16 Feb 2016
This content is tagged as Multi-Artform .
Dance, theatre and music at the New Zealand Festival 2016, opening in Wellington on Friday 26 February, will become more accessible to patrons who often miss out on the full experience of live performance.
For example, when blind patrons go to a play, they can hear the dialogue and other sound elements. But they can’t see the characters and their movements, the stage set, the costumes and the lighting effects.
Audio description fills in the missing parts. In a musical or play, for example, audio description narrates what is happening on stage in between the dialogue or other sound elements. An audio describer talks into a microphone to provide the commentary, which is transmitted to wireless receivers and headsets worn by the blind or vision impaired patrons. Other audience members cannot hear the narrative.
The New Zealand Festival has included an audio described performance (Monday 29 February) of one of its shows, Dead Dog in a Suitcase, for the first time. The two audio describers are Wellingtonians Amanda Baker and Shona McNeill.
Described as “busting with wit, wonder and weirdness”, Dead Dog in a Suitcase reworks John Gay’s bawdy 18th-century musical satire The Beggar’s Opera. It was one of The Guardian’s Top 10 theatre shows of 2014.
Robyn Hunt, who is partially sighted, has already bought her tickets to the touch tour (5.30pm) and audio described performance (7pm), and urges other blind or partially sighted arts enthusiasts to take up the offer.
A touch tour before the performance enables patrons to explore the set and meet cast members so they can touch their costumes and match the characters’ voices with the actors.
"Audio description adds depth and breadth to theatre, even for those of us with some useful sight,” Robyn says. “Of all the productions I’ve attended, the audio described ones really stand out because of the details I would have otherwise missed: the costumes, facial expressions, the set and the visual action.
“It all adds great value to a performance, and creates a rich and deeply meaningful experience."
Sue Paterson, Executive Director, New Zealand Festival, says the Festival is committed to providing extraordinary experiences for as many people as possible.
“Over the past six years, we’ve made great progress in developing accessibility for audiences,” she says. “Receiving the Arts Access Creative New Zealand Arts For All Award in 2014 acknowledged our commitment to being accessible and provided further impetus to continue the journey.”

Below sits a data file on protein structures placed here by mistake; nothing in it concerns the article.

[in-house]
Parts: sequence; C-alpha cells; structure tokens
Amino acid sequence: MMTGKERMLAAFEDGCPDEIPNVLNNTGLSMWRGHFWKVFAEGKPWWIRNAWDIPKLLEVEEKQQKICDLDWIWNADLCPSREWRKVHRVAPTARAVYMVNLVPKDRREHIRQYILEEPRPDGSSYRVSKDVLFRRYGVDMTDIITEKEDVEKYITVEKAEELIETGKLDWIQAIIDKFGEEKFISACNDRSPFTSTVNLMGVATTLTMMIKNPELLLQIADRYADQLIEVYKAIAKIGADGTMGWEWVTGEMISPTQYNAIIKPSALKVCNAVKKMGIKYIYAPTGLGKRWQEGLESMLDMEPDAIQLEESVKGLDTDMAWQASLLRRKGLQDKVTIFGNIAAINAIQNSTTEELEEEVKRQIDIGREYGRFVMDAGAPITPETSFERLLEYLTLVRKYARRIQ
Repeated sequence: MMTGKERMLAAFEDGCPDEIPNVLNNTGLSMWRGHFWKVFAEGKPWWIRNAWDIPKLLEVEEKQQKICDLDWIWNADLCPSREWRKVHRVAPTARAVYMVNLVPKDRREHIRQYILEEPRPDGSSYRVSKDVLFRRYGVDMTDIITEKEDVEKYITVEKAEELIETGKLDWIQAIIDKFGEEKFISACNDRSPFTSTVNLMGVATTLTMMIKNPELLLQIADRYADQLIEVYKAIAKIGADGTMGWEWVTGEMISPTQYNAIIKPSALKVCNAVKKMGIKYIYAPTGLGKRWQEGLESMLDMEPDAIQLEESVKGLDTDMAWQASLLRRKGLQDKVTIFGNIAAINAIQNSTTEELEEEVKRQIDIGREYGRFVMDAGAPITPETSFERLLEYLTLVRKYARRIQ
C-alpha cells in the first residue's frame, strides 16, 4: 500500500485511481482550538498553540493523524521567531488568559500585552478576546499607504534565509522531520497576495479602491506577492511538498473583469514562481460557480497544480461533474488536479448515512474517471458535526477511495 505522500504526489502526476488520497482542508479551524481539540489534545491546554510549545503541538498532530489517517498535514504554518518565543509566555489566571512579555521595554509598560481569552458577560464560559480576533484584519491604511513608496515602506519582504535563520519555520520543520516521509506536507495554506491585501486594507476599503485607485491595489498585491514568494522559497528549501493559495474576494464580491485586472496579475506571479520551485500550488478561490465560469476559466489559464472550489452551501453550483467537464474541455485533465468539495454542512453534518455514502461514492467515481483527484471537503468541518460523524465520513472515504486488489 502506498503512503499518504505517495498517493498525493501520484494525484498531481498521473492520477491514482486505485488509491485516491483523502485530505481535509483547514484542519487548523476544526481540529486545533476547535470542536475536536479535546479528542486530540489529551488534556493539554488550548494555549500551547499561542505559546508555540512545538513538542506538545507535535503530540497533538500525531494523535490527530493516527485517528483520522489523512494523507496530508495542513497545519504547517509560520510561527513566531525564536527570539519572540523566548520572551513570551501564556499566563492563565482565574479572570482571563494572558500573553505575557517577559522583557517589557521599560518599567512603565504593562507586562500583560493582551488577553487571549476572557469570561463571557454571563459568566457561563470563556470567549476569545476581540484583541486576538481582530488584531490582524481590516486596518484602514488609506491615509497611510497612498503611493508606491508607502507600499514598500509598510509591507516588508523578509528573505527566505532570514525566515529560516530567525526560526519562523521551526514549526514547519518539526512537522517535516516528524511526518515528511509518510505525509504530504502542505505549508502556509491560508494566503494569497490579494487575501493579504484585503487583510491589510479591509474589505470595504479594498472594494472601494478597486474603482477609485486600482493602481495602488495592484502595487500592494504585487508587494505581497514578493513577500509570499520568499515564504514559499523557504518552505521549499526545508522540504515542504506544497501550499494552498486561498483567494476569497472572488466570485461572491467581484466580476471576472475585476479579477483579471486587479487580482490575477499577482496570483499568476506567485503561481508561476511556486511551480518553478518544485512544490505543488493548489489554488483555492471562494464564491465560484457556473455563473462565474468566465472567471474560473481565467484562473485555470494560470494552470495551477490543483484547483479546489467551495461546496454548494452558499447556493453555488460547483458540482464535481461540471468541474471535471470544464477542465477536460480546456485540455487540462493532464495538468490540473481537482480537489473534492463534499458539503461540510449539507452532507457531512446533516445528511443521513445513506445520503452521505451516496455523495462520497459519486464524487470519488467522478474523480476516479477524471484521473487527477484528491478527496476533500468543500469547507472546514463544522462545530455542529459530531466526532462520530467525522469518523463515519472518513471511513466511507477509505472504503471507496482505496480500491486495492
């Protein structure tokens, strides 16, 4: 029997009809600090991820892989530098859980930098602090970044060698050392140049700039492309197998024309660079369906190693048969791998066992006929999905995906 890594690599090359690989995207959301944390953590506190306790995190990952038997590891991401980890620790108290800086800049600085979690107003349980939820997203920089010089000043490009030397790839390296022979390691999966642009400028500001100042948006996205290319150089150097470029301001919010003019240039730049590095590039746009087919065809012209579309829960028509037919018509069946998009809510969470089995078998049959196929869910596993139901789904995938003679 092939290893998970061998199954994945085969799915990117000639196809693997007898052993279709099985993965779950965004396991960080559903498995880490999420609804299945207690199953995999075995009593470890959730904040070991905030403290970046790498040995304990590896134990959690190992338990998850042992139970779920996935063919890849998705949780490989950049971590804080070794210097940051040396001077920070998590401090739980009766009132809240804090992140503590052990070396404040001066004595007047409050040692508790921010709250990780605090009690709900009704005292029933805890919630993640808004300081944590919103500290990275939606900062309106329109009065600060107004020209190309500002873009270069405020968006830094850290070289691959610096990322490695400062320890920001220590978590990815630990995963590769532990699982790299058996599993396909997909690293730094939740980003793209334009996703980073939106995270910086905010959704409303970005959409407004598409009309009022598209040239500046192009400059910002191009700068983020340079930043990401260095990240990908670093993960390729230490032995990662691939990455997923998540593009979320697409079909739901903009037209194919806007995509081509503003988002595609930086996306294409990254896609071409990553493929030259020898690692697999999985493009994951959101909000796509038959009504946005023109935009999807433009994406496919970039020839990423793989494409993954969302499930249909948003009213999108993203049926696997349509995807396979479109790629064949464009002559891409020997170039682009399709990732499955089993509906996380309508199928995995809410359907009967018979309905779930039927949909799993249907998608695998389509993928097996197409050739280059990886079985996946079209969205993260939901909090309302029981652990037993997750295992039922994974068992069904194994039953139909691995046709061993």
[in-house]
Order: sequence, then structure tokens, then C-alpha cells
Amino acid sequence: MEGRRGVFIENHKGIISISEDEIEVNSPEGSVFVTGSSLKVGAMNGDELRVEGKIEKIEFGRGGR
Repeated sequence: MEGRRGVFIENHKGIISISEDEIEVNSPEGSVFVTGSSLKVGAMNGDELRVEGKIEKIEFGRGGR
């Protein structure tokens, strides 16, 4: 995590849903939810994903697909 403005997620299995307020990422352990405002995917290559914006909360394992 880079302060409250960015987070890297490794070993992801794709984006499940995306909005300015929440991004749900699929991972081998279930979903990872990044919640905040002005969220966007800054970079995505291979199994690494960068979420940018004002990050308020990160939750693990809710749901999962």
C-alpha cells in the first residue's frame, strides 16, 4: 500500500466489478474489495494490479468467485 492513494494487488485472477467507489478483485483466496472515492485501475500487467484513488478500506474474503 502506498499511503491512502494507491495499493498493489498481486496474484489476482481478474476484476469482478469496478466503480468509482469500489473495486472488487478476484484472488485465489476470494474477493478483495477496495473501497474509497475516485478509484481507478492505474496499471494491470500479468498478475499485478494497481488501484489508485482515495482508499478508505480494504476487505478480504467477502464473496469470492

Along with the audio description, another festival first is a relaxed performance of Chalk About, a theatre-dance work by Scottish company Curious Seed, described as suitable for students from years four to 13, as well as families. A relaxed performance, catering for people with chronic anxiety, autism or learning disability, will be held at 1pm on Wednesday 2 March in the Hannah Playhouse.
For Deaf patrons, the Festival offers two New Zealand Sign Language interpreted performances: the premiere of a New Zealand comedy, Te Pō (7.30pm 3 March) and a contemporary dance-theatre performance from Australian dance company Chunky Move, called Complexity of Belonging (1.30pm 13 March). There's also a free sign interpreted artist talk upstairs in the St James Theatre called Do I Belong Here?, where audiences can hear the performers discuss their work (1pm 10 March).
Another accessibility feature of this year’s festival is the access information provided in the printed programme, on its website and in alternative formats. So, for example, if you need the information as a Word document in straightforward, large-font text or as a screen reader-friendly PDF, you can call the Festival office on 04 903 5452 or email firstname.lastname@example.org.
“It’s your Festival and we’ll do our best to ensure access is never a problem for you,” says the Access Info webpage.
There’s also a useful Venues webpage, where you can click on a venue and find out information such as wheelchair access; whether it has accessible toilets and hearing loops; and where there’s inner-city mobility parking.
Richard Benge, Executive Director, Arts Access Aotearoa, says the Festival’s ticketing team has worked hard to make the festival accessible to diverse audiences.
“As with any event, word of mouth is a powerful tool to bring people to performance venues, galleries and museums,” he says. “If you know anyone you think would enjoy an audio described or sign interpreted show, please let them know and encourage them to book tickets.”
Contact the ticketing team
The Festival is offering discounted rates for patrons requiring the audio described or sign interpreted performances. To access the discount, contact the Festival's ticketing team (E: email@example.com T: 04 473 0149).
If you have particular seating requirements such as wheelchair access, hearing needs or you require companion seating, please call Ticketek on 0800 842 538. If you have any questions about accessibility or problems making a booking, contact the Festival's ticketing team direct.